Structure of the Orogenic Wedge in the Bhutan Himalaya: First Results from the GANSSER Seismic Experiment

Tuesday, 16 December 2014
Julia Singer1, György Hetényi1,2, Tobias Diehl2 and Eduard H Kissling1, (1)ETH Zurich, Institute of Geophysics, Zurich, Switzerland, (2)ETH Zurich, Swiss Seismological Service, Zurich, Switzerland
In the Eastern Himalaya, the structure of the orogenic wedge above the subducting Indian lithosphere and even the Moho topography of the latter are poorly constrained at present. The Main Himalayan Thrust (MHT) is considered a crustal-scale detachment that marks the plate boundary separating the bottom of the orogenic wedge from the top of the Indian crust. In western and central Himalaya portions of the MHT have been imaged by receiver functions (RF) from the surface near the foothills of the Himalayan front range to mid-crustal depths. In Bhutan, however, the MHT and other major thrust geometries at depth remain a matter of debate, without direct geophysical image. Furthermore, earthquake activity in Bhutan seems to be significantly lower compared to most other parts of the Himalayan arc and there appears to be a lack of great earthquakes. This lower level of seismicity could be related to a more ductile deformation in the orogenic wedge, or, alternatively, result from a currently locked situation of the thrust system.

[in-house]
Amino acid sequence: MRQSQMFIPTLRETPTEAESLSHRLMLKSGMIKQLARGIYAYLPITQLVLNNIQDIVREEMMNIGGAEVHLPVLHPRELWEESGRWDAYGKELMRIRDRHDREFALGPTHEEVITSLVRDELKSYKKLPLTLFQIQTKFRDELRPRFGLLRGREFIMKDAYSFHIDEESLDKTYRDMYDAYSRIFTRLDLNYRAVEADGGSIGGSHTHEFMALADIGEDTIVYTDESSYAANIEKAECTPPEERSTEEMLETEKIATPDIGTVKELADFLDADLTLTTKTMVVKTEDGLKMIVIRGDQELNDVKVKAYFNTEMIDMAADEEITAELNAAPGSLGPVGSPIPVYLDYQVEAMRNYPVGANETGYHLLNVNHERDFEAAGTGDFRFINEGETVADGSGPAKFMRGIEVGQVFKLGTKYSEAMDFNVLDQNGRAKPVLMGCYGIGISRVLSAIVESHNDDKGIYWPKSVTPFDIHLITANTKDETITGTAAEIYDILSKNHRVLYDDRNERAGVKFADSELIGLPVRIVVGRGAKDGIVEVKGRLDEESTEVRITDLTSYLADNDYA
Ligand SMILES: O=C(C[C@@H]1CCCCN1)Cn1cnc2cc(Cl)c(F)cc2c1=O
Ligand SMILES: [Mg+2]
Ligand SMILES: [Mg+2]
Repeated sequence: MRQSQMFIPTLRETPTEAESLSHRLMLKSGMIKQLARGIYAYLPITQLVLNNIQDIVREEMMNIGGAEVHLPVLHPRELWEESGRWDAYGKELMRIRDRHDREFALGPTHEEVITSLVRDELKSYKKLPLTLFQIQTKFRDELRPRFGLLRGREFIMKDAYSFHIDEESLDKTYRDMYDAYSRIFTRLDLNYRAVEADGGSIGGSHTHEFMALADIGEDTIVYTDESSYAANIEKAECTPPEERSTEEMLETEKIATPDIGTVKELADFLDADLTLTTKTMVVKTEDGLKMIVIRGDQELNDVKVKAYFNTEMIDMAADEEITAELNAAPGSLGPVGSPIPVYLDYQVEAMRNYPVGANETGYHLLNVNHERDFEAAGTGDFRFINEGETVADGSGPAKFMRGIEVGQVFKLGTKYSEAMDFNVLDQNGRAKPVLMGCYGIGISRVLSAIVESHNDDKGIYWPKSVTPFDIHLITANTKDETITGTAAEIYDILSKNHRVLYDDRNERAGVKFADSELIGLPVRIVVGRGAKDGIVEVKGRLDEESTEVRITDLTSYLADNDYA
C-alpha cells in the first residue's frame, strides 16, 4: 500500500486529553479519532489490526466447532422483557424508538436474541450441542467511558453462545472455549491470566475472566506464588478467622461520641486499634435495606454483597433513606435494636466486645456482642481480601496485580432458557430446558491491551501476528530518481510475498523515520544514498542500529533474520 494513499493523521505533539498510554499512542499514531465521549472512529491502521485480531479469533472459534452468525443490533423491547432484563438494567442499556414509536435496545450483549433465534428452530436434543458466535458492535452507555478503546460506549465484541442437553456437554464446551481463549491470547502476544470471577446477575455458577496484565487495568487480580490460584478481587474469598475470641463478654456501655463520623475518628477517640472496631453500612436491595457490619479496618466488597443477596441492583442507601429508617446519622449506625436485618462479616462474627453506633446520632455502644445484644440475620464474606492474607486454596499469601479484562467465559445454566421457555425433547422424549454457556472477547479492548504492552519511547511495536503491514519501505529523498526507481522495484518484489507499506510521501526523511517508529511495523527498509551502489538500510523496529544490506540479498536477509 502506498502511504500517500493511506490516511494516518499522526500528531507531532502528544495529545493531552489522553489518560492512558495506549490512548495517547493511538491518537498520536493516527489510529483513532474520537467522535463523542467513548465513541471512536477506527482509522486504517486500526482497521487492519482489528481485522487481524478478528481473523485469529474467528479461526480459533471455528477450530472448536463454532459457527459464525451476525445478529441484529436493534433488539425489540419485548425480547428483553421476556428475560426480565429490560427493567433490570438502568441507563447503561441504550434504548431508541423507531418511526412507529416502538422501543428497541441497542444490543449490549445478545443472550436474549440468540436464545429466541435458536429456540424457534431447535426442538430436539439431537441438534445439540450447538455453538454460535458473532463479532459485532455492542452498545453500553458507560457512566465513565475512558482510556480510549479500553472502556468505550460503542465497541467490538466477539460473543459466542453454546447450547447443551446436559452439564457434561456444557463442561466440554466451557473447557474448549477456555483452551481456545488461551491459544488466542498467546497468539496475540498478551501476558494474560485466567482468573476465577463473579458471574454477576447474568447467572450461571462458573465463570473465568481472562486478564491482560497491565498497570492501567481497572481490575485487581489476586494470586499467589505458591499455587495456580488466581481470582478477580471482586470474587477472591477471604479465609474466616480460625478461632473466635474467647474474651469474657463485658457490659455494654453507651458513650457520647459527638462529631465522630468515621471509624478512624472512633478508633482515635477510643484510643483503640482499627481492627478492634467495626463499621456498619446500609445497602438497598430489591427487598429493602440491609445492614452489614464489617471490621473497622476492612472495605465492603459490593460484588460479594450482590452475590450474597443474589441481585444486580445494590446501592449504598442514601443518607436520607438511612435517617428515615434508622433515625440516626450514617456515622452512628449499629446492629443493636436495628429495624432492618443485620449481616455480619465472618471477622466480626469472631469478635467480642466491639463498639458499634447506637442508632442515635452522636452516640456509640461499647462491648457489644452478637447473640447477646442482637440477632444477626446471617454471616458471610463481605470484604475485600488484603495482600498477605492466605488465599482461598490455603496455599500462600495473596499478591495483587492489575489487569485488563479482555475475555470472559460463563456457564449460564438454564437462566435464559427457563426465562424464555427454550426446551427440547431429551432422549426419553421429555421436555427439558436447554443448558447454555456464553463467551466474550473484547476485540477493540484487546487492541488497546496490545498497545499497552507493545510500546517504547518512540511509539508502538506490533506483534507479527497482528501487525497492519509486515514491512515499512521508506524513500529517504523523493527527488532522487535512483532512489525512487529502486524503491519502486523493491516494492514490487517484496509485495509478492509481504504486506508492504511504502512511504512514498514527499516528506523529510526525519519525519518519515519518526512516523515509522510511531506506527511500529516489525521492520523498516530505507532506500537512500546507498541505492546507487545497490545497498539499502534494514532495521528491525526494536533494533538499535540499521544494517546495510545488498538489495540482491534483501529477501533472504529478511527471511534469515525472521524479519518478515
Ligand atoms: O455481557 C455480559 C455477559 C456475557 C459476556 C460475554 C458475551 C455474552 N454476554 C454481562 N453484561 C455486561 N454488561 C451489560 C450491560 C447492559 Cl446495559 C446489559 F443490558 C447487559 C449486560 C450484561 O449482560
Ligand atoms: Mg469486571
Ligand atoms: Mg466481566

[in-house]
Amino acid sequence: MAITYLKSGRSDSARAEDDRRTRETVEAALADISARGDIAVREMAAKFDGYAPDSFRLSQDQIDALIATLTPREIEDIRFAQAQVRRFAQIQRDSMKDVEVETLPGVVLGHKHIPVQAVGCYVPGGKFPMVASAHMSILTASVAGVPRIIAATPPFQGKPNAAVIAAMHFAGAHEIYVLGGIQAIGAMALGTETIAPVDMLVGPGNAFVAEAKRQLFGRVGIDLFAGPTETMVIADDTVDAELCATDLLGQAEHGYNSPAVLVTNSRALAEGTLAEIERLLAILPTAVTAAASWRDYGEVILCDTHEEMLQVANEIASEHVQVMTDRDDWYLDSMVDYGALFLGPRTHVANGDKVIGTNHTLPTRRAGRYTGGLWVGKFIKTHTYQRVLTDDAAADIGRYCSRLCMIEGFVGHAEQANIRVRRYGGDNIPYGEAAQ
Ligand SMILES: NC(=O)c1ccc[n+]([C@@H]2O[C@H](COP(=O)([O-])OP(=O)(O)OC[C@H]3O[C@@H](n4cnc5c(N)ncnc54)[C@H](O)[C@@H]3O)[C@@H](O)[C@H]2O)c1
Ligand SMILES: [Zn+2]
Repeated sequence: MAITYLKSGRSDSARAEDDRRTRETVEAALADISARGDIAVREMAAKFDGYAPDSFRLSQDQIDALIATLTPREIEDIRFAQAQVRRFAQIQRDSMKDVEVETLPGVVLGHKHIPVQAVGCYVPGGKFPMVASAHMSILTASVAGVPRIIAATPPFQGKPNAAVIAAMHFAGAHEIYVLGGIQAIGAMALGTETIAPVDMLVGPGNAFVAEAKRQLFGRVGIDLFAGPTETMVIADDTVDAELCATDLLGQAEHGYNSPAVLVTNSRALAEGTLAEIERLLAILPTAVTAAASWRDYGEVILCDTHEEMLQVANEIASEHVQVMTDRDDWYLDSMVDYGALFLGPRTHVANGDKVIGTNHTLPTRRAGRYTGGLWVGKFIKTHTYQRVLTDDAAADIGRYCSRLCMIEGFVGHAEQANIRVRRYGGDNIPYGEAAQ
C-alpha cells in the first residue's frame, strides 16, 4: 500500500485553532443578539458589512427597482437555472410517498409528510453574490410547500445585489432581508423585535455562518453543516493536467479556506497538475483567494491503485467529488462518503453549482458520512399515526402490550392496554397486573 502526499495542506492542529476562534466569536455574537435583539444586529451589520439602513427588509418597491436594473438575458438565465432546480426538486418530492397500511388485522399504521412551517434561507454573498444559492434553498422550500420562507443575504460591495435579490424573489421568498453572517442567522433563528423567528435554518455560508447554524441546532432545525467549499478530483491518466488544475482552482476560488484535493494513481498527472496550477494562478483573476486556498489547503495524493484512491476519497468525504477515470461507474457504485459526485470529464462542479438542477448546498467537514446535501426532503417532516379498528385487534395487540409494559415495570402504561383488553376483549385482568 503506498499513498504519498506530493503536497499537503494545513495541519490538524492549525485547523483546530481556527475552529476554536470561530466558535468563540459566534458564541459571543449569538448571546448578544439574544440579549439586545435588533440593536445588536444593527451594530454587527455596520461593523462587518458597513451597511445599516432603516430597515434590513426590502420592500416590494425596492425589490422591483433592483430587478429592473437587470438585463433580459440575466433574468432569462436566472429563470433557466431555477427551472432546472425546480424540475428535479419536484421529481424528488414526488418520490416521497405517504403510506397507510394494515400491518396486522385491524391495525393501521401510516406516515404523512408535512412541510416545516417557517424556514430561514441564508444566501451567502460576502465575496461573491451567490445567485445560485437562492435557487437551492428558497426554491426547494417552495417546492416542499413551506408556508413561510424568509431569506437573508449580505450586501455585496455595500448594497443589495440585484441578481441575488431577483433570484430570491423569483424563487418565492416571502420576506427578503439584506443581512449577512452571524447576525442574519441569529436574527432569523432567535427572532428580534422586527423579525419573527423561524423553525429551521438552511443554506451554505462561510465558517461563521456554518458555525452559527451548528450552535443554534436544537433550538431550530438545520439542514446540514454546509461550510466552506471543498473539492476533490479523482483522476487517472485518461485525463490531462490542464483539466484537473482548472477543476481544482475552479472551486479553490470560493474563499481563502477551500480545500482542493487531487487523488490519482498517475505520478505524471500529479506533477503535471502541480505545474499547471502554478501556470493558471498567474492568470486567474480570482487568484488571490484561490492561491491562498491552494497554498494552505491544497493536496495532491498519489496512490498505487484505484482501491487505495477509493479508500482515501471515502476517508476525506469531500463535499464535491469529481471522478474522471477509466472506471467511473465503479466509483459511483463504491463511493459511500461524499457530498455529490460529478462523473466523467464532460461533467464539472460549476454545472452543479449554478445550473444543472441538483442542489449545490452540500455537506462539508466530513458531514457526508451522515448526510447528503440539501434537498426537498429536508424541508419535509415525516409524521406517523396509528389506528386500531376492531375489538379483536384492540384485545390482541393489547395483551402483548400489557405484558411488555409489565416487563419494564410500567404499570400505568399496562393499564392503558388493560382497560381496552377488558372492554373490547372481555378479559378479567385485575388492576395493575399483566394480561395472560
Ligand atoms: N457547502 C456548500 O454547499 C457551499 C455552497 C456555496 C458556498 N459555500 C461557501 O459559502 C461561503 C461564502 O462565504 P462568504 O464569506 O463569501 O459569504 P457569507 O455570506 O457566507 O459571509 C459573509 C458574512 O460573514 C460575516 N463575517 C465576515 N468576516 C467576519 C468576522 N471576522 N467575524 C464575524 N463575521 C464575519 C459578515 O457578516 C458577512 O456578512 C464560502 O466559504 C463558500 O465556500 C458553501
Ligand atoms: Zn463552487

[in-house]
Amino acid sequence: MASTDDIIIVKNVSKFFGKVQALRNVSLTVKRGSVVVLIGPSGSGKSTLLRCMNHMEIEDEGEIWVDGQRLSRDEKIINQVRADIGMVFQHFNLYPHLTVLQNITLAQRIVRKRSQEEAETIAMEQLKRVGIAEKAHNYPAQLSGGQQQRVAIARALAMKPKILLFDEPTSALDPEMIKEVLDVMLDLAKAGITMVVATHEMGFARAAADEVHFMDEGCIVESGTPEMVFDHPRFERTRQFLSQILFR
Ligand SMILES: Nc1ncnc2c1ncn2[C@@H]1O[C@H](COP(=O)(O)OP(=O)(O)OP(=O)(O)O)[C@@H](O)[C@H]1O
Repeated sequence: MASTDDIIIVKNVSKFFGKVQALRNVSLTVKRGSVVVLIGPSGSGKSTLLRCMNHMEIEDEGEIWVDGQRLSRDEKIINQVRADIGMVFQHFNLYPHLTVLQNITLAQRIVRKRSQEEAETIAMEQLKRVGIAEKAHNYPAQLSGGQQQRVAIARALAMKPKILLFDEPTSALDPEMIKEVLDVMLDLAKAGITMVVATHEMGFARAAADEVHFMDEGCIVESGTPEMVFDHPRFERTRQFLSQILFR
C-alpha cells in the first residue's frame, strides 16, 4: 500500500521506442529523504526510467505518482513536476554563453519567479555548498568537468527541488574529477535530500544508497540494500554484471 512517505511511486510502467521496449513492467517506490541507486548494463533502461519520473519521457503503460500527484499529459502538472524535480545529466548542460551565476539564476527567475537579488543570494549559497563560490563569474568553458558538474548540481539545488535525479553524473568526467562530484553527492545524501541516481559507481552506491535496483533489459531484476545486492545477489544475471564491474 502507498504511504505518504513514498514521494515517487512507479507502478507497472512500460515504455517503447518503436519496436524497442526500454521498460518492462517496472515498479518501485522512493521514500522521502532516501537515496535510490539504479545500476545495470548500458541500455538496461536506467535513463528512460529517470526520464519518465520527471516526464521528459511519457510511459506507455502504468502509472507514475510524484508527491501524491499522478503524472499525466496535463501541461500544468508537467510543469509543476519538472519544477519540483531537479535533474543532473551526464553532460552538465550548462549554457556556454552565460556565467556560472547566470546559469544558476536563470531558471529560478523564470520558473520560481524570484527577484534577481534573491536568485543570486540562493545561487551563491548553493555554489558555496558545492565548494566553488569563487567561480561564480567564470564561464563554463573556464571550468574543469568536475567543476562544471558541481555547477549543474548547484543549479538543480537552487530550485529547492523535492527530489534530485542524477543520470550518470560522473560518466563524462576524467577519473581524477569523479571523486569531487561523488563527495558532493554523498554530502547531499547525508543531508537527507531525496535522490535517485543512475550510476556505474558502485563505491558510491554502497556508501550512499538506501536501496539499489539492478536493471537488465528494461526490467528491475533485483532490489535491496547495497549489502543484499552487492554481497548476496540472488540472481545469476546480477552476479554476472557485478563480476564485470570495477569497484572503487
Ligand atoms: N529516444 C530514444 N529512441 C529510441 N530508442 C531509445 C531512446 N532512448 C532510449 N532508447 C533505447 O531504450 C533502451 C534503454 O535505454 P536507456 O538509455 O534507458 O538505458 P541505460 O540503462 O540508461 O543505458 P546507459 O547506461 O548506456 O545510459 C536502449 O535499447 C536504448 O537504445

In this work, we use data of a densely spaced, temporary seismic network in Bhutan (GANSSER experiment) to determine lithospheric and intra-crustal discontinuities in the Eastern Himalaya with RF complemented by seismic velocities derived from simultaneous inversion of local earthquake data. Along two south-north profiles across the Himalayan range in eastern and western Bhutan the geometry of the dipping Indian Moho is defined by migrated RF images including a dip correction. Based on the characteristics of the RF, the dip and strike of the Moho is independently defined and the occurrence of intra-crustal conversion interfaces like the MHT are mapped across the orogenic wedge.

In combination with the geometry of the intra-crustal seismic structure, we use the seismic velocities and the hypocenters of local earthquakes to discuss the predominant deformation type in the orogenic wedge in Bhutan and the potential for large earthquakes in this region of the India-Asia collision.